Deadly flooding in Pakistan destroyed homes and decimated crops in what the country’s officials say is an unprecedented climate disaster, affecting an estimated 30mn people or about 15 per cent of the population.

About one-third of the country was still submerged last Tuesday when satellite data from the European Space Agency mapped the extent of the deluge.

Map showing cumulative precipitation anomaly (mm) for July 1 to August 26 2022 compared with 2001-2020 average over the same period. Parts of Pakistan have recorded more than 1.5 metres of rain above normal from that time period

The final toll is likely to climb beyond the early estimates of more than 1,100 people dead and nearly 1mn homes damaged by the flooding that was triggered by a combination of heavy monsoon rainfall and glacial melt.

Monthly average rainfall surged across some of the country’s most populated cities and districts during July and August, according to data collected from a satellite mission run jointly by Nasa and the Japanese Aerospace Exploration Agency.

Hyderabad, a district in the country’s Sindh province, received more than 850mm (33.5 inches) of rain during July and August, nearly three times higher than the average of 290mm (11.5 inches) for that same period during 2001 to 2020.

Animated map showing cumulative weekly precipitation from July 1 to August 26 in Pakistan. More than 3.6m million acres have been affected by the rain and subsequent flooding

The Sindh province, which borders the Arabian Sea, received almost eight times the average amount of rainfall for August, according to government data, wiping out rice and cotton crops.

Pakistan’s climate change and environment minister Sherry Rehman told the Financial Times earlier this week the flooding was the climate catastrophe of the decade. “In living memory, we have not seen such a biblical flood come to Pakistan,” Rehman said.

This satellite photo from Maxar shows an area of farmland before floodwaters arrived in Gudpur, Punjab Province, Pakistan

The same area of land after relentless monsoon rains have submerged a third of Pakistan

The rain is the latest in a series of extreme weather events to affect south-east Asia in recent months. An intense heatwave in India and Pakistan that lasted from March to May caused heat-related deaths, damaged wheat crops, and increased glacial melt in the Himalayas.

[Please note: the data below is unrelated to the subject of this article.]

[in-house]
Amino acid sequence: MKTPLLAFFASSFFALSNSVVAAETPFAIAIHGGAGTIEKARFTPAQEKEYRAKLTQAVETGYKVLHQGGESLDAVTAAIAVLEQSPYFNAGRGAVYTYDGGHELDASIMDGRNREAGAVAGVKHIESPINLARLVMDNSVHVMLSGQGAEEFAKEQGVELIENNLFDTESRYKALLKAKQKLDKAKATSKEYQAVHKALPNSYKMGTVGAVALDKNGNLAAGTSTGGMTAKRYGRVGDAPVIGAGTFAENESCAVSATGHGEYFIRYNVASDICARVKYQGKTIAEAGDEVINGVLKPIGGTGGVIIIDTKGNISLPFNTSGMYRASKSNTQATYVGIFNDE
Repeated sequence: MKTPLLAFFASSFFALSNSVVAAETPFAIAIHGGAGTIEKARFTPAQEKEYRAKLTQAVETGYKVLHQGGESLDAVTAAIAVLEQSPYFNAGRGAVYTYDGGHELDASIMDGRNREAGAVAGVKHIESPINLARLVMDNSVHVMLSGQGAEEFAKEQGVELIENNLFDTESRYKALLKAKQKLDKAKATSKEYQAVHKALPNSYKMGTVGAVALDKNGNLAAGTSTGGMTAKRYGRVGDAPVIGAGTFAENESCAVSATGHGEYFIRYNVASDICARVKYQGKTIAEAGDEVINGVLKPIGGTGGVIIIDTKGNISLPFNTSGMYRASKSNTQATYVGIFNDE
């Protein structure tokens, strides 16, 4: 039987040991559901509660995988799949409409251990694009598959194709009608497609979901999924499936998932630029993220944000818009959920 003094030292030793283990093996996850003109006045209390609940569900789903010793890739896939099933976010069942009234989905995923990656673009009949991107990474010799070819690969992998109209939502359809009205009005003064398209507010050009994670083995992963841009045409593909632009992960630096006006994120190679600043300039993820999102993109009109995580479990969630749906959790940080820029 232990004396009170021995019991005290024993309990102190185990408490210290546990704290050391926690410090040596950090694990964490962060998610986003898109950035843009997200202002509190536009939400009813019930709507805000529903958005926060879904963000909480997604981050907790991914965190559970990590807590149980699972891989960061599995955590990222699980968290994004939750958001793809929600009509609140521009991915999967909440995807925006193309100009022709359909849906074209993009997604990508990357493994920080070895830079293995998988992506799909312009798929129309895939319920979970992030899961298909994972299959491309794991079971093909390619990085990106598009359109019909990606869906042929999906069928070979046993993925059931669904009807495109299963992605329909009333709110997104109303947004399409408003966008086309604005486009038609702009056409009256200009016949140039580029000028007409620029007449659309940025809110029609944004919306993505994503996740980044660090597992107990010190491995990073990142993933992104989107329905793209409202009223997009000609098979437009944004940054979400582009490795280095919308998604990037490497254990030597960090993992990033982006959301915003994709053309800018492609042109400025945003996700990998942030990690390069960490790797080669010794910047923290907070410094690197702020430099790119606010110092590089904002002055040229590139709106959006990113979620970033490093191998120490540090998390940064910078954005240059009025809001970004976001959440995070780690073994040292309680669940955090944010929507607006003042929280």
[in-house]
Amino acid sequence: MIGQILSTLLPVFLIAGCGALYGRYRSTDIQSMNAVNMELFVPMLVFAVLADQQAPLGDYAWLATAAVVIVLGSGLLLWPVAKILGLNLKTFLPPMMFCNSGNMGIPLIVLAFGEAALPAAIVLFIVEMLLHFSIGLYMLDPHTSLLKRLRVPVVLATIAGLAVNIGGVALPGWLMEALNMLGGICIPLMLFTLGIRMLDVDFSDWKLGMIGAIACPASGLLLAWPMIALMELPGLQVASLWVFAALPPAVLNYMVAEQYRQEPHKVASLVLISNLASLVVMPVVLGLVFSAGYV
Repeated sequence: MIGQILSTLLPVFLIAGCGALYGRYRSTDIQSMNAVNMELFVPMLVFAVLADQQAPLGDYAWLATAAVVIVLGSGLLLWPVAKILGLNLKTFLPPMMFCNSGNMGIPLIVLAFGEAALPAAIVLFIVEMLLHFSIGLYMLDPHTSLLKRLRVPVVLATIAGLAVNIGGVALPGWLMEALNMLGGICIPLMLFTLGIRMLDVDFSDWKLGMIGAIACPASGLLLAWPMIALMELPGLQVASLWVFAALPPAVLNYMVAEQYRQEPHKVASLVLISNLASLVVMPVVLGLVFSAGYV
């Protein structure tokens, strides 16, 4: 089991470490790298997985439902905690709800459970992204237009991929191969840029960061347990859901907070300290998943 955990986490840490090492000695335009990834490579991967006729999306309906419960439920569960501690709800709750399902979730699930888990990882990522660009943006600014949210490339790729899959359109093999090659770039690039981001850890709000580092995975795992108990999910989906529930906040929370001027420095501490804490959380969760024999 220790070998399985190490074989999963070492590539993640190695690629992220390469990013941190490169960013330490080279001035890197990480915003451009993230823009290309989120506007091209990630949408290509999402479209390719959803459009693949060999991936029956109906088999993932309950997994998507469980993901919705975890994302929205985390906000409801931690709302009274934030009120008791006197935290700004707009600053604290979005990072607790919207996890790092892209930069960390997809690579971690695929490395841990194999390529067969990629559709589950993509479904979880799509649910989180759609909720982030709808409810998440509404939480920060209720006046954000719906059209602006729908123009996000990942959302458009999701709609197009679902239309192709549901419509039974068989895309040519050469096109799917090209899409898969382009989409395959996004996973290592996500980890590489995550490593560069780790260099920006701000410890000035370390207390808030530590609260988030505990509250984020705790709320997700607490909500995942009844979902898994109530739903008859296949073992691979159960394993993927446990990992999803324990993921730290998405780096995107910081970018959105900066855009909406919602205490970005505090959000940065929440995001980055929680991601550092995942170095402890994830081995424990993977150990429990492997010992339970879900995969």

Although the majority of the flooding in Pakistan was due to rainfall, glacial melt has added to the effects of more aggressive monsoons, by releasing snow and ice melt into Pakistan’s river basins.

The Himalayas are often described as the “third pole” for being the largest mass of frozen fresh water outside the North and South poles.

Joseph Shea, a glaciologist at the University of Northern British Columbia, said the glaciers in the region had been losing mass for the last two decades, although not as quickly as glaciers in the Alps or western North America.

Map showing the glaciers of Hindu Kush Himalayan region

Glacial melt contributions to the Indus river basin were expected to peak by the middle of this century, Shea said.

The UN launched a $160mn appeal for Pakistan’s flood ravaged regions earlier this week after its government officials asked for help from the international community. The US government pledged $30mn in humanitarian assistance to Pakistan in response.

The catastrophic flooding underscores the growing urgency of resolving the international debate over who pays for the disastrous effects of climate change. Temperatures have risen at least 1.1C since pre-industrial times, mainly driven by economic growth in developed nations.

Developing economies have been pressing richer nations to pay for the damaging effects of climate change on their countries, which have contributed comparatively little to greenhouse gas emissions. Pakistan’s emissions are about 1 per cent of the global total.*

At Glasgow’s COP26 summit last year, developed economies rejected a proposal by less wealthy countries to create a new loss and damage funding facility. The issue is likely to be a touchstone subject at the UN’s next climate summit in November in Egypt.

*This article has been amended from the original to correct the percentage of emissions.

Climate Capital

Where climate change meets business, markets and politics. Explore the FT’s coverage here.

Are you curious about the FT’s environmental sustainability commitments? Find out more about our science-based targets here

Copyright The Financial Times Limited 2024. All rights reserved.
Reuse this content (opens in new window) CommentsJump to comments section

Follow the topics in this article